NobodyIsHere
December 1st, 2007, 12:17 PM
No kidding. Did someone get up on the wrong side of the bed this morning? Taking your aggressions out on some old defenseless computers?

;-)

Have a nice day, Mr. Evil.

Thanks!

Andrew Lynch

Micom 2000
December 3rd, 2007, 05:29 PM
On the other hand you could simply buy an 8-bit Atari on Ebay for $10 and shipping. The 400 was a cheap version of the 800. Even an 800XL or even better a 130XE rarely go for too much and your kids would consider you less lame. Most of your programs would also be compatible. Possibly $30 tops. An Atari XEGS with it's cute colored buttons on the keyboard and Laser-gun as well as it's built-in programs could possibly draw them away from Nintendo xx and make a common bond as well as reminding you of your youthful joy with the 400. Altho I haven't checked lately what GS's are going for they are likely the same. Oh, and IIRC, the XEGS will also work directly from cartridges and joysticks, no keyboard entry involved.

The upside is if they can discover they can actually write programs which will allow their computer to jump thru hoops. It's not much distance intellectually to understand that each computer language is similiar and can also be manipulated similarly.
Voila ! Your kid, stage by stage develops the killer app because he has a broader grasp than most limited MS$ programmers
and becomes a millionaire. He/she buys you a condominium in the Bahamas or Tahiti.

They're not about to discover it with Playstation ll nor pointing and clicking in Windows. You've got the right instincs.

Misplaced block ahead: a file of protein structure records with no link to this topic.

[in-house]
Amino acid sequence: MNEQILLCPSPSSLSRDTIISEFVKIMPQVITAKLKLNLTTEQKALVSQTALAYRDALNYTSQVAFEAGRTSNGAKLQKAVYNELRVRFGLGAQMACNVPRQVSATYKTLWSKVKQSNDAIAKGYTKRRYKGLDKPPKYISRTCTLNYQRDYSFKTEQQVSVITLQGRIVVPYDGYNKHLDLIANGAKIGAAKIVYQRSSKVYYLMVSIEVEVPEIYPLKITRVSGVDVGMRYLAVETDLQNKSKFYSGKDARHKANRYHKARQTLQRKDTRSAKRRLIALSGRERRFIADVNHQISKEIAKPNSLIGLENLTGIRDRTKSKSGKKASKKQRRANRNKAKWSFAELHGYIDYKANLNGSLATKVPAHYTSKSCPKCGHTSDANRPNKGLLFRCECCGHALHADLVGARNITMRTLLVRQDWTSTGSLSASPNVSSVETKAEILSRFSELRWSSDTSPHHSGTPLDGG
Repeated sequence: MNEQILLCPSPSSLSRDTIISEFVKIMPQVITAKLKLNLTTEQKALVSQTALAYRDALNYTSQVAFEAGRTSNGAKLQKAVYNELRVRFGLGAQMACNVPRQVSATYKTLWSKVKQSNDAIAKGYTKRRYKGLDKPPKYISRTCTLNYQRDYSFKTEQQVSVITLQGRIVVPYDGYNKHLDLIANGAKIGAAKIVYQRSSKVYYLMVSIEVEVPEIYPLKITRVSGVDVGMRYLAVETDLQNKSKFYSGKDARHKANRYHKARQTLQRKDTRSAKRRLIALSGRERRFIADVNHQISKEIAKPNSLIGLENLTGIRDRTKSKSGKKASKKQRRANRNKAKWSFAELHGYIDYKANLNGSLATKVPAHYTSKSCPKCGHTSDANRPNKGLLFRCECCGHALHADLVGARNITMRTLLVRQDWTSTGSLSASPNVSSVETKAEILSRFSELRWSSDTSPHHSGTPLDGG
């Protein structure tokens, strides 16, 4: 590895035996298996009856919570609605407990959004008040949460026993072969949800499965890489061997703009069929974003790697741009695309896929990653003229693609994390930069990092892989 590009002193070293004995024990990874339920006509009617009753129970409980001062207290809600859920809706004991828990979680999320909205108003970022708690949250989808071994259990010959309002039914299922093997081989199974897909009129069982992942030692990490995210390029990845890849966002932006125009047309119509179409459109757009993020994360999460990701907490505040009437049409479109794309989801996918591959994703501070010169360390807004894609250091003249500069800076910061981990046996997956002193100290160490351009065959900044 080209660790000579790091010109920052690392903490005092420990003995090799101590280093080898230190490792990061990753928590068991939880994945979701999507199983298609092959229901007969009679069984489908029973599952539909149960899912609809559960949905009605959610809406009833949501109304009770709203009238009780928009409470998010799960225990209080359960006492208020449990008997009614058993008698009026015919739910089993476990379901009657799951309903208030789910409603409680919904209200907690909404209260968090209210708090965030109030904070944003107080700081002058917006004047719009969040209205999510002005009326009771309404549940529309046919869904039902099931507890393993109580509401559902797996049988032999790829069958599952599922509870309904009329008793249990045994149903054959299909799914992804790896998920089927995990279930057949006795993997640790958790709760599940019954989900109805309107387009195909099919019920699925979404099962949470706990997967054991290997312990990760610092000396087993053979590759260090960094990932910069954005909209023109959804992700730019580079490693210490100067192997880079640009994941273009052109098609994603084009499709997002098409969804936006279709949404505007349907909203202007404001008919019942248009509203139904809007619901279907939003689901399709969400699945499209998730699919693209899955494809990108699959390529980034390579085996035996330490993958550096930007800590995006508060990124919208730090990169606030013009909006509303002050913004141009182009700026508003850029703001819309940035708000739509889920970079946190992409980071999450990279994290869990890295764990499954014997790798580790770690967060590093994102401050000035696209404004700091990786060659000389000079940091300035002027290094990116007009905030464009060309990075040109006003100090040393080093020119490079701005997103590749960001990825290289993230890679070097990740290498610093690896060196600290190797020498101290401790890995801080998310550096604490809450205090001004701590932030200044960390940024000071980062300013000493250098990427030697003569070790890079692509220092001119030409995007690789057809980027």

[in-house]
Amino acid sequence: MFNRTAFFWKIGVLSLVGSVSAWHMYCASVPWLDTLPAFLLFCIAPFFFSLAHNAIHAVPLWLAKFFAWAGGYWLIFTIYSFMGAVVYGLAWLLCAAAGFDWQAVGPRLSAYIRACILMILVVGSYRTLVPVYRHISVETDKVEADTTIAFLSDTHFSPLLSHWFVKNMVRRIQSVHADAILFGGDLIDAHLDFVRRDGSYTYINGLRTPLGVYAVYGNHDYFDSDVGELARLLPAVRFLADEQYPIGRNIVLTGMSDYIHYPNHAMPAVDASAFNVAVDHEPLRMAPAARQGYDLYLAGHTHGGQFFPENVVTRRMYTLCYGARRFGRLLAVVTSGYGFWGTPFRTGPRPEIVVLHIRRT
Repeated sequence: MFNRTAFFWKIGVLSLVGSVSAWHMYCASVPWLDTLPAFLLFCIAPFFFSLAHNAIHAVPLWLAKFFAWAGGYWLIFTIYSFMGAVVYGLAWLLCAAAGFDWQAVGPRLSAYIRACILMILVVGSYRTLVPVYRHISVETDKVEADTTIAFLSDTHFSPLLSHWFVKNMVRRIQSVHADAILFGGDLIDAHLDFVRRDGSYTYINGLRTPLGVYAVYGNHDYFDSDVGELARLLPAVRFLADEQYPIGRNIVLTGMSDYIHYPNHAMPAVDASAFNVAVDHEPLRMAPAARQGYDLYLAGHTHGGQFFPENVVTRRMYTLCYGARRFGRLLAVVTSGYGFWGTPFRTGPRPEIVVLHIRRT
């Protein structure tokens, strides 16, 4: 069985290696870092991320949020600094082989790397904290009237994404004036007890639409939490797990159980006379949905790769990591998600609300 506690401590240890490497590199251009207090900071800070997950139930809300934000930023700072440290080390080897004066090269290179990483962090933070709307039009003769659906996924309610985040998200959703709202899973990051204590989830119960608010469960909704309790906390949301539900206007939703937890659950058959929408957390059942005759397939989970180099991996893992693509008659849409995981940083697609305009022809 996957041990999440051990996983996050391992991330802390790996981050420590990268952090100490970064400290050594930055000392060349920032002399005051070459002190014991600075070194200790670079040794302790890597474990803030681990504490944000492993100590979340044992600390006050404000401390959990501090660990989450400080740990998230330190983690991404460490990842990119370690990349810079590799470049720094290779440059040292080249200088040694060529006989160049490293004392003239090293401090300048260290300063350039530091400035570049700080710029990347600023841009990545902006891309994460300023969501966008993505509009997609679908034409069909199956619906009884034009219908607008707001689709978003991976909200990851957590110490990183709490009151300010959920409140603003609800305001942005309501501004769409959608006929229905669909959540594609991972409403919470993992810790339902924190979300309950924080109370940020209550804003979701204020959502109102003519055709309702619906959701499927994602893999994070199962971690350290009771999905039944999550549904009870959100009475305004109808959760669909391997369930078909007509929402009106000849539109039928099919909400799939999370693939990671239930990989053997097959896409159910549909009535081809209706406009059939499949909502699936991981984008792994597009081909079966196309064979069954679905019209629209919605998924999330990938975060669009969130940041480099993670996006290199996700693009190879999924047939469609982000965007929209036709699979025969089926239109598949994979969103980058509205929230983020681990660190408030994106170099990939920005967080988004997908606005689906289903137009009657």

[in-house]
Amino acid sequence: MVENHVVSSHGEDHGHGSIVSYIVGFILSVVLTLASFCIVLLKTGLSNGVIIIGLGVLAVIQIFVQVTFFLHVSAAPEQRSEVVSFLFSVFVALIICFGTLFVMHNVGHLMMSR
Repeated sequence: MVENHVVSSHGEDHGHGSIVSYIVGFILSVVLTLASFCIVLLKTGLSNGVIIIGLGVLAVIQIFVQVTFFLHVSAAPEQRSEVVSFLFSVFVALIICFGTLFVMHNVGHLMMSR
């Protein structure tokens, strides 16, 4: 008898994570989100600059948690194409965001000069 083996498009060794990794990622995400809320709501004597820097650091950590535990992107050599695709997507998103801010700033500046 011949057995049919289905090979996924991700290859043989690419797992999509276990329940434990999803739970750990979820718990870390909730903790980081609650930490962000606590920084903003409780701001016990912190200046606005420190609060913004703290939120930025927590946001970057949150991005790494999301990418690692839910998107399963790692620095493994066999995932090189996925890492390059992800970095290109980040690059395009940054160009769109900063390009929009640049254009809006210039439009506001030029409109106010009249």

Lawrence


Hi,

I am no expert in Atari machines but were I facing your situation I would get either a VOM, logic probe, or oscilloscope and start chasing signals. I think Atari schematics are available online someplace. I don't know where but that would be invaluable information to help find the problem.

Ultimately, someplace the computer is not getting power or signal. I would literally start at the power plug and work my way through the guts of the computer. You know the power supply has to provide some level of power at its outputs, etc. It is just process of elimination until you find the problem.

Try carefully reseating all the components you can. You make need to clean connectors to blow off years of accumulated oxides. Follow Richard's advice (Druid). He certainly knows what he is talking about.

Failing all of that, I believe you can ask on these forums as there are some people who repair old computers for fun and/or profit. I know Richard does so you may want to look into that option if you can't fix it yourself.

Best of luck with your classic computer! Thanks!

Andrew Lynch